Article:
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Dame Of Melba House

Set on the edge of the Anglesea coastline, the Dame Of Melba House uses carefully selected materials to overcome its salty seaside environment. The exterior is clad in locally sourced timber, meant to slowly weather over time and expose a gray hue. Its top-heavy design allows for a set of cantilevered overhangs, one acting as a carport and the others as decks. Unlike traditional floor plans, the interior is flipped to have the main living area on the second level, while the sleeping quarters reside on the ground floor. This elevated design allows for premium ocean views from the full-height glazing in the kitchen and living room.

Photos: Seeley Architects

  • Bigwood House

    Extending out from the Idaho mountains, the Bigwood House brings an industrial aesthetic to its desert landscape. The east end of the house is anchored into the hillside by a stone and concrete foundation, allowing the steel and glass volumes to project out and focus on the rugged scenery. Covered patios sit below the cantilever wings for a shaded place to relax during the warmer months, while also creating separation between the structure and the winter elements. A glazed bridge housing a sitting area connects the two forms. Operated by a hand-wheel crank, its twenty-five-foot-long wall pivots open to Bald Mountain, Griffin Butte, and Adams Gulch.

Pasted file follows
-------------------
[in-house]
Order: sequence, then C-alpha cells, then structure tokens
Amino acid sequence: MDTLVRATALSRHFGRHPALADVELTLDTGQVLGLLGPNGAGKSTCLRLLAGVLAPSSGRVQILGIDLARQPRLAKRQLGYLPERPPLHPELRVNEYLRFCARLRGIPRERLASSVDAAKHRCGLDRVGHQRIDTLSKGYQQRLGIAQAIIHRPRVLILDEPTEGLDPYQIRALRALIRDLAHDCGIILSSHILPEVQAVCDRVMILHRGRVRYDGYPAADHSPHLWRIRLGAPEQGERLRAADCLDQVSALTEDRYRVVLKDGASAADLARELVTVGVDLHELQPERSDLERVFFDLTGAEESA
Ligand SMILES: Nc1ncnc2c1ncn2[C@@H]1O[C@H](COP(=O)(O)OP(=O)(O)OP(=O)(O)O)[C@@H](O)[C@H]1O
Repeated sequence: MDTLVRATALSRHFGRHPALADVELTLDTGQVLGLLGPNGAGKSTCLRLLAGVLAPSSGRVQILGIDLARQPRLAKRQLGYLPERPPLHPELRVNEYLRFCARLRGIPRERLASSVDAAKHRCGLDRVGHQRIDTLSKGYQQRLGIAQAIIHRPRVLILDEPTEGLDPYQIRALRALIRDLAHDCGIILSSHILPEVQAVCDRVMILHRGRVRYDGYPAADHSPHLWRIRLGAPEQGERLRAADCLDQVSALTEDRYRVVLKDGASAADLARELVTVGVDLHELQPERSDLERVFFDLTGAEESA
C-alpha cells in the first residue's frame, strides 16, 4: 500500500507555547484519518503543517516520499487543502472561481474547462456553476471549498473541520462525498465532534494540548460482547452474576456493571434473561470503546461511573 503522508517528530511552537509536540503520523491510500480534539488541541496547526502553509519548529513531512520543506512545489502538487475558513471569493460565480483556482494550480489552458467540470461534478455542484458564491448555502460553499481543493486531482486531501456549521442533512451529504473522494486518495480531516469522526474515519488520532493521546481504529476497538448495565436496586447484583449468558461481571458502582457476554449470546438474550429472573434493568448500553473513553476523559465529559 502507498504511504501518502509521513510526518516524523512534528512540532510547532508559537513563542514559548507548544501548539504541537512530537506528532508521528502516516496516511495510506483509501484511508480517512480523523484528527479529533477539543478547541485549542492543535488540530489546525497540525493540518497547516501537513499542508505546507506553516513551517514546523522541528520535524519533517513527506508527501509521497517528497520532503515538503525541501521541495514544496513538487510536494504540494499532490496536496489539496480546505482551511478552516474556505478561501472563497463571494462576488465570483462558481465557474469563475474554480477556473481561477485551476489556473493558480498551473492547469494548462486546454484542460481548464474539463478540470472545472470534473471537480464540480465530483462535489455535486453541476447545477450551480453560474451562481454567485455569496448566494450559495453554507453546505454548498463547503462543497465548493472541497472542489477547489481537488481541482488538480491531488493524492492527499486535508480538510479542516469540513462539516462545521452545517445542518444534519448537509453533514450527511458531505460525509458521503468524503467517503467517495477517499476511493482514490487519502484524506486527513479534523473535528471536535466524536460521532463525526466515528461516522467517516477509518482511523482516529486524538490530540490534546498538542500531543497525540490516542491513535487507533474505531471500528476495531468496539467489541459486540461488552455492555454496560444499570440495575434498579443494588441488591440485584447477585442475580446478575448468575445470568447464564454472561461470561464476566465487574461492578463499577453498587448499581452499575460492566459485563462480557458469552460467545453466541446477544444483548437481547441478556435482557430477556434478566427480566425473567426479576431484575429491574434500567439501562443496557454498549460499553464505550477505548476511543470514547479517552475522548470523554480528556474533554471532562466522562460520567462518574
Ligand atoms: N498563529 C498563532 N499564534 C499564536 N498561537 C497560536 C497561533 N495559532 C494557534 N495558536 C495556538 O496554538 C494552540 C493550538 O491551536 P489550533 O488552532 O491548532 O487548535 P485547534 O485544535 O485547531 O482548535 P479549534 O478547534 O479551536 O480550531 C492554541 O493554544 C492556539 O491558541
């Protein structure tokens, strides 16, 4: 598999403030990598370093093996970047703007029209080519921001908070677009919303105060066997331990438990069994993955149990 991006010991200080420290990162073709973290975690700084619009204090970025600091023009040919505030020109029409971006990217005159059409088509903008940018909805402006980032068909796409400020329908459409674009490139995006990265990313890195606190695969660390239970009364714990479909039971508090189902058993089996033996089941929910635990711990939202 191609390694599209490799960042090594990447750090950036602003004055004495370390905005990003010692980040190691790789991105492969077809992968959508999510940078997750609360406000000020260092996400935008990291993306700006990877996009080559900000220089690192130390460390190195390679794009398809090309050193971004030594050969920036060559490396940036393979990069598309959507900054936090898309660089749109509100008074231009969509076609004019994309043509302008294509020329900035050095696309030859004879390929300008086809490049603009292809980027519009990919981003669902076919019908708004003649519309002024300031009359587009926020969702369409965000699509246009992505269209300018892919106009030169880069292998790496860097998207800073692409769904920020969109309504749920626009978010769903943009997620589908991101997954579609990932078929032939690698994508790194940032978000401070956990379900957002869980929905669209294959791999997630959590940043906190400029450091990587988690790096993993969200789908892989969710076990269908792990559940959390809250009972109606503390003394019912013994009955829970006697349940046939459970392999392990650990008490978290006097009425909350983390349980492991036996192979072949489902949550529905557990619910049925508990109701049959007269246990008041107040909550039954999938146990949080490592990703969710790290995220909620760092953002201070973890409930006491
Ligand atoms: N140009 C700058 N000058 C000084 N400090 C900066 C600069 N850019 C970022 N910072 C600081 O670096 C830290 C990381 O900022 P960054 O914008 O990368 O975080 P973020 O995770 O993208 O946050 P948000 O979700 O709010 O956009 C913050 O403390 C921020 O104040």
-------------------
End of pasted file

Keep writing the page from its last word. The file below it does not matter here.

Photos: Benjamin Benschneider / Olson Kundig

  • H2 Cape House

    Located on the French Island of Corsica, the H2 Cape House uses a low profile and natural materials to blend into its Mediterranean setting. A green roof paired with slats of red cedar cladding infuse with the coast's lush vegetation, also allowing sunlight to filter through the home's central terrace. The expansive single-story design makes way for a number or outdoor areas — including two swimming pools — to enjoy the seaside surroundings, while extensive internal glazing maximize views for the interior. A private beach outlines the exterior, along with a small port for ocean access to the property.

    Photos: Vincent Coste